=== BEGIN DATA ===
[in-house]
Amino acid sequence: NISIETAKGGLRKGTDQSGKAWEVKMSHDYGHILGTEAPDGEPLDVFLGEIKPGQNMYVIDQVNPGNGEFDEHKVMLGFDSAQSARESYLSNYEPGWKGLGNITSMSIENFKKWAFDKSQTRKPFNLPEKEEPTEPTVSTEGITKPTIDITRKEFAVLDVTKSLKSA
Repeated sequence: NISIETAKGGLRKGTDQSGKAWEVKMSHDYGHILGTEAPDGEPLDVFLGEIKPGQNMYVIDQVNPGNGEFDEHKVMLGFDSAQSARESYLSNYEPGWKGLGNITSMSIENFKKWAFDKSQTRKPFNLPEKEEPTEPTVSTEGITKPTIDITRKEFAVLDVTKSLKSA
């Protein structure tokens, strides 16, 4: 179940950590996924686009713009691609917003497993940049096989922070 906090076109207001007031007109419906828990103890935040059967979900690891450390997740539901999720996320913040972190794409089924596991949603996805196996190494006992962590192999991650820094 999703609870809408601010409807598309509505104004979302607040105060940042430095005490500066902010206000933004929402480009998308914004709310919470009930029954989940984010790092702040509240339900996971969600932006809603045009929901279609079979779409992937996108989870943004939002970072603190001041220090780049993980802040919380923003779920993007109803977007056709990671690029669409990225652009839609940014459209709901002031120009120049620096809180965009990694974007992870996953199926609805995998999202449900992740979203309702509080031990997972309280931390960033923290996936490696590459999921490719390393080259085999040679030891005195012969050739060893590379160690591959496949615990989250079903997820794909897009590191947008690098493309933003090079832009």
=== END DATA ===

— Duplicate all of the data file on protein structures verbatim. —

[in-house]
Amino acid sequence: NISIETAKGGLRKGTDQSGKAWEVKMSHDYGHILGTEAPDGEPLDVFLGEIKPGQNMYVIDQVNPGNGEFDEHKVMLGFDSAQSARESYLSNYEPGWKGLGNITSMSIENFKKWAFDKSQTRKPFNLPEKEEPTEPTVSTEGITKPTIDITRKEFAVLDVTKSLKSA
Repeated sequence: NISIETAKGGLRKGTDQSGKAWEVKMSHDYGHILGTEAPDGEPLDVFLGEIKPGQNMYVIDQVNPGNGEFDEHKVMLGFDSAQSARESYLSNYEPGWKGLGNITSMSIENFKKWAFDKSQTRKPFNLPEKEEPTEPTVSTEGITKPTIDITRKEFAVLDVTKSLKSA
């Protein structure tokens, strides 16, 4: 179940950590996924686009713009691609917003497993940049096989922070 906090076109207001007031007109419906828990103890935040059967979900690891450390997740539901999720996320913040972190794409089924596991949603996805196996190494006992962590192999991650820094 999703609870809408601010409807598309509505104004979302607040105060940042430095005490500066902010206000933004929402480009998308914004709310919470009930029954989940984010790092702040509240339900996971969600932006809603045009929901279609079979779409992937996108989870943004939002970072603190001041220090780049993980802040919380923003779920993007109803977007056709990671690029669409990225652009839609940014459209709901002031120009120049620096809180965009990694974007992870996953199926609805995998999202449900992740979203309702509080031990997972309280931390960033923290996936490696590459999921490719390393080259085999040679030891005195012969050739060893590379160690591959496949615990989250079903997820794909897009590191947008690098493309933003090079832009």